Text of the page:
President Joe Biden’s “strong Catholic faith” was absent from his 2024 campaign announcement. In the barrage of images that play across the screen in his three-minute ad, only a few relate to Christianity at all. After a blink-and-you’ll-miss-it shot of a baptist church sign against a sky, we see what appears to be a Protestant preacher, followed quickly by a picture of the president talking to a young boy in a church. They both flash by within a single second.
It’s of a piece with a wider pattern. Most Catholics do not want Biden to run for a second term, and marginally backed Presbyterian Donald Trump in the 2020 election. Now, in a campaign Biden is calling a “battle for the soul of America”, the faith he has long claimed seems entirely absent, replaced with notably un-Catholic messages in favour of abortion and gay marriage.
This comes on the heels of a month of episodes placing him directly at odds with the Catholic Church, including revelations the FBI sought to develop sources inside Catholic parishes, Walter Reed Military Hospital canceling a contract for Catholic services as the nation entered Holy Week, and the Justice Department recommending no charges against a transgender individual who caused $30,000 of damage at a Catholic church in Washington, assaulting an employee, smashing a window and a statue of the Virgin Mary, and spray-painting anti-Catholic messages on the walls.
This trend is not surprising, even if its intensity is shocking: The president has a long history of working against church teachings on life, marriage, and sexuality. While he served as vice president, the Obama administration fought lawsuits over contraception and abortion mandates from plaintiffs ranging from the Archdiocese of New York to Florida’s Ave Maria University.
In 2012 the United States Conference of Catholic Bishops called for an annual “Fortnight for Freedom,” wherein clergy would use the two weeks leading to July 4th to stress the issues of religious freedom under attack from Washington. It was a rare (if timid) foray into politics for the USCCB.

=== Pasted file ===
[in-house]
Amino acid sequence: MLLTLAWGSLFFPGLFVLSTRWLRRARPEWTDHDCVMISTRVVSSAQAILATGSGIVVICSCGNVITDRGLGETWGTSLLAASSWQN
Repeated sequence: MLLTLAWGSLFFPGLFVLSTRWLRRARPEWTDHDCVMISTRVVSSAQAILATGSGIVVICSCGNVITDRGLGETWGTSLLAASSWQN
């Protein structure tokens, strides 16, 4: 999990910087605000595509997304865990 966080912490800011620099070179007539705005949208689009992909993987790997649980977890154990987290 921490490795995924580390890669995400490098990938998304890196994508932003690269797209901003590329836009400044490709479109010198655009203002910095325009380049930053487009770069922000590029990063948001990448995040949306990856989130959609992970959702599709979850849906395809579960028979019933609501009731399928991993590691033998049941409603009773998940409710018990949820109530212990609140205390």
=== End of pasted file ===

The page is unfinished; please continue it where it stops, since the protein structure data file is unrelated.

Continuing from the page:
Eight years later, as the nuns of the Little Sisters of the Poor continued to fight the contraception mandate in the Supreme Court, the Democrats’ Catholic nominee was on his way to winning on a platform that favored those mandates – in addition to embracing child sex-change, gay marriage, and late-term abortion. He won, and quickly set to work on his agenda over the protests of a few bishops (and the tacit approval of a few others).
Catholic voters once formed powerful voting blocs, empowering men like Boston Mayor James Michael Curley and the infamous Tammany Hall machine. In the 1930s and ’40s, the Catholic bloc was an important part of President Franklin Delano Roosevelt’s labor coalition. No more; but what seems like a suddenly pathetic state of affairs for the Church in America has in reality been in the works for over half a century.
History lauds President John F. Kennedy for making Catholicism “respectable,” but forgets he did so by repudiating his faith. In his famous campaign speech on religious tolerance, Kennedy promised he was “against an ambassador to the Vatican,” against financial aid to Catholic schools, and that his decisions “on birth control, divorce, censorship, gambling or any other subject” would be decided by “what my conscience tells me,” regardless of church teaching.
“I am not the Catholic candidate for president,” he said. “I do not speak for my church on public matters – and the church does not speak for me.”
Kennedy’s speech stood in stark contrast with his Catholic American predecessors: Men like founding father Charles Carroll, and his cousin, the first archbishop of the United States. Or men like Irish Brigade chaplain and Notre Dame founder Fr. William Corby, whose Gettysburg absolution stirred the souls of the Protestant officers looking on.
But his speech did stand in line with many of the American bishops, who were silent in the face of Kennedy’s speech. It stands in line with popular opinion among many clergy at that time, who would soon seize on “the spirit of Vatican II” to loot their people’s churches in the hopes of making their faith more popular. It stands in line with D.C.’s Cardinal Wilton Gregory, who was happy to condemn Republican President Donald Trump, but has proved more circumspect on Biden, noting that he is “not demonstrating Catholic teaching”.
The steady decline in Catholic political power (and attendance) follows its cowardice to condemn attacks on its moral teachings. This is why Biden has no reason to fear a Catholic backlash to his Catholic targeting.
“I believe in an America,” Kennedy once said, “where there is no Catholic vote.”
The bishops nodded along. And they reaped it.
Christopher Bedford is executive editor at The Common Sense Society